Deep within the pine-forested hills north of Leadville, Colorado, there’s a tiny restaurant with a peculiar requirement. If you want one of its coveted tables, you’ll have to get there under your own steam. In the summer, diners arrive for their reservations in hiking boots. In the winter, they ascend to the Tennessee Pass Cookhouse via snowshoes or skis.
While a snowmobile is available for guests unable to make the walk, diners are encouraged to travel the mile-long approach on foot whenever possible. The car-free perimeter preserves the quiet solitude that the Cookhouse has become known for and ensures an elegant, cabin-style backcountry dining experience. That said, the quirky restaurant owes its reputation to more than just its unique setting.
First built in 1994, the Cookhouse has been turning out gourmet mountain fare for nearly three decades. It specializes in seasonal, from-scratch grub that has included such delicacies as mezcal-rubbed tomahawk steak, smoked trout, and bison tenderloin with lobster tail. The atmosphere is calm and cozy. Wide windows let in the glow of the alpine sunset and leak candlelight out onto the snow.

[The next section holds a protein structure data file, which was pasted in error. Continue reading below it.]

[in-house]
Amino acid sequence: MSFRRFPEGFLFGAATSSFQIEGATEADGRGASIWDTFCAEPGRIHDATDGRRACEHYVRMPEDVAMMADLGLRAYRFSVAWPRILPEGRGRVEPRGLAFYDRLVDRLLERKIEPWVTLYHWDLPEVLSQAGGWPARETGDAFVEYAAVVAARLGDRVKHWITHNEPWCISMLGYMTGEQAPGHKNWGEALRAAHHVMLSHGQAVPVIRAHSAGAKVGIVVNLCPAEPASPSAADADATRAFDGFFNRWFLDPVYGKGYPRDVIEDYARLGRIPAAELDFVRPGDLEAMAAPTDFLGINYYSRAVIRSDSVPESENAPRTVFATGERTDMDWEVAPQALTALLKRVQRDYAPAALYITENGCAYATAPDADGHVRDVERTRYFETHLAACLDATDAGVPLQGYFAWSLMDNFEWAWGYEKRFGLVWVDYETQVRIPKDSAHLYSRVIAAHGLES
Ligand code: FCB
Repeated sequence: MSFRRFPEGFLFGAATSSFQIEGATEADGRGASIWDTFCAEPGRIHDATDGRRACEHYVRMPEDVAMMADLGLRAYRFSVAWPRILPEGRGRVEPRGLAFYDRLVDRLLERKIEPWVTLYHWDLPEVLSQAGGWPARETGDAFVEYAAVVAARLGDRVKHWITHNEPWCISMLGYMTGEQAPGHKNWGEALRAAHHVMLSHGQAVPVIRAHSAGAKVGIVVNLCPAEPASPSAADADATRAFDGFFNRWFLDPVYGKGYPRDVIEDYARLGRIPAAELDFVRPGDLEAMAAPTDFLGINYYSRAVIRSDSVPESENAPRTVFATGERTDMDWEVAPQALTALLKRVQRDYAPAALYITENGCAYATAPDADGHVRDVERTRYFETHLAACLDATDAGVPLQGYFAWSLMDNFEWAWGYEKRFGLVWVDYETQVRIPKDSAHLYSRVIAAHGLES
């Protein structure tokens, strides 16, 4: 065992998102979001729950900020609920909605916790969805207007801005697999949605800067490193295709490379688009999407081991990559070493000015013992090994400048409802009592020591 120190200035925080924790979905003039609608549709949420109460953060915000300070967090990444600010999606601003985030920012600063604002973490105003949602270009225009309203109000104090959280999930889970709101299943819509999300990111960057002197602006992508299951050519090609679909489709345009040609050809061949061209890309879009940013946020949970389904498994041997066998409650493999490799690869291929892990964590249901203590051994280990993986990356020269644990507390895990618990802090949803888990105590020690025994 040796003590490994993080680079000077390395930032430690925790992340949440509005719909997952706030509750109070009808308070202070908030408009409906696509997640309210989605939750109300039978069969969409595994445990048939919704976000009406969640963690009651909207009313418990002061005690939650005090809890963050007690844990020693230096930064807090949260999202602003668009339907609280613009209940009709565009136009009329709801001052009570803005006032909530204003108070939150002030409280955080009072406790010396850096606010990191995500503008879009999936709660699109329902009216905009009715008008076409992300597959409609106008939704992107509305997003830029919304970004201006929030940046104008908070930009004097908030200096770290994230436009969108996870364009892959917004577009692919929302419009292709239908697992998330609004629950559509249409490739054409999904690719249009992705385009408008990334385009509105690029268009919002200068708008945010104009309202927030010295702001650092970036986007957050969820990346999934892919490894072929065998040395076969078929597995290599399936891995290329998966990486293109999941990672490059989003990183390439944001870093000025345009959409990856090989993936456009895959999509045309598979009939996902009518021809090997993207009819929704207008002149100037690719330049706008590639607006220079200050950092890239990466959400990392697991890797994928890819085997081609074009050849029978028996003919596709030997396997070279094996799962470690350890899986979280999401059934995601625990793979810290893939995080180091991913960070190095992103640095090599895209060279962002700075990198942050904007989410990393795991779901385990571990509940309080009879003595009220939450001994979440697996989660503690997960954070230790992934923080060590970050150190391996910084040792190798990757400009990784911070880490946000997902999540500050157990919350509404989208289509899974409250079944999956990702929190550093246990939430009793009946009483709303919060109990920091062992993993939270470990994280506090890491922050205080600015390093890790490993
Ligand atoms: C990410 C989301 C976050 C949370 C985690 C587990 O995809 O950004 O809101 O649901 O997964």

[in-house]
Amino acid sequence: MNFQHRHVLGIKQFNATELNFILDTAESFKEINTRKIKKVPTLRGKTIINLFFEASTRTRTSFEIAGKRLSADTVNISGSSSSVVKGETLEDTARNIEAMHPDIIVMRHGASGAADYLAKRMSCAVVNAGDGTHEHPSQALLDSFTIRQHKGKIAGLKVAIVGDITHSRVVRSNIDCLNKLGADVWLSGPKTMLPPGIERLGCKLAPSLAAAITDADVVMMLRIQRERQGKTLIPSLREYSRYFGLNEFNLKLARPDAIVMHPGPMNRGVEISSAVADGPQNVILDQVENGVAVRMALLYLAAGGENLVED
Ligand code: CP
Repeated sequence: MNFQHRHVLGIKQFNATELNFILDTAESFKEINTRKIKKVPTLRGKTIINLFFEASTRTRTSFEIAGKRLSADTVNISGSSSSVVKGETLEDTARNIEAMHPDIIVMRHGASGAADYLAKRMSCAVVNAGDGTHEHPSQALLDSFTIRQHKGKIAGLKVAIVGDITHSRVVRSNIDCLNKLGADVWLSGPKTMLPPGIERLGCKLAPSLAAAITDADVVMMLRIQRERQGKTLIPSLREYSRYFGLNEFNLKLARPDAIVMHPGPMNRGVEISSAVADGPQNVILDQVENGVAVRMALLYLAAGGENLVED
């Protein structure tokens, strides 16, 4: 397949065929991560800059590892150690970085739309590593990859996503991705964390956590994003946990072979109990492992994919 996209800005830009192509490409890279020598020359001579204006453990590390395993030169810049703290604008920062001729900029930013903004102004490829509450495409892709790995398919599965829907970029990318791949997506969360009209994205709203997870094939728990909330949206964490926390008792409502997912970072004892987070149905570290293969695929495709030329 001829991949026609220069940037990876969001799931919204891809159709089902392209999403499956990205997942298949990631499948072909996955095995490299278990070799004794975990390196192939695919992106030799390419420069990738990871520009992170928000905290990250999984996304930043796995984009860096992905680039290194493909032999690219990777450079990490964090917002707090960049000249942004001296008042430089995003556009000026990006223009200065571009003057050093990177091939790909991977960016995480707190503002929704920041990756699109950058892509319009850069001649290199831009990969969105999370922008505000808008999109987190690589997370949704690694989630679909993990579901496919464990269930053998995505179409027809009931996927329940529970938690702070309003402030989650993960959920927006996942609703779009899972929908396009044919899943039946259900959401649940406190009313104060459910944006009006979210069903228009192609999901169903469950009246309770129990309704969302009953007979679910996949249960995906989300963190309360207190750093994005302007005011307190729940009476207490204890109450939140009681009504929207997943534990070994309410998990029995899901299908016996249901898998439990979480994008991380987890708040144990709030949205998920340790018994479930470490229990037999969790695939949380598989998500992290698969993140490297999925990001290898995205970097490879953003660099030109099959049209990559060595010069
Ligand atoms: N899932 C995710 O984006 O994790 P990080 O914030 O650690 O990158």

When you’ve finished your fourth course and had your fill of fine wine, don’t be afraid to linger for a while. Accommodations are close at hand in the form of a tiny village of sleeping yurts surrounding the Tennessee Pass Nordic Center. Book in advance; once you’ve visited the Cookhouse, you’ll want to do everything you can to stay under its spell.
Know Before You Go
To access the Cookhouse, park at the Tennessee Pass Nordic Center. Ski and snowshoe rentals are included in the cost of dinner, a flat fee of $125. The fastest route to the hut is via the 1.1-mile Cooper Loop, a dirt road in summer and a wide groomed trail in winter. Lunches, dinners, and sleeping accommodations are available by reservation only. You can book a sleep yurt online, but meal reservations can only be made via phone.
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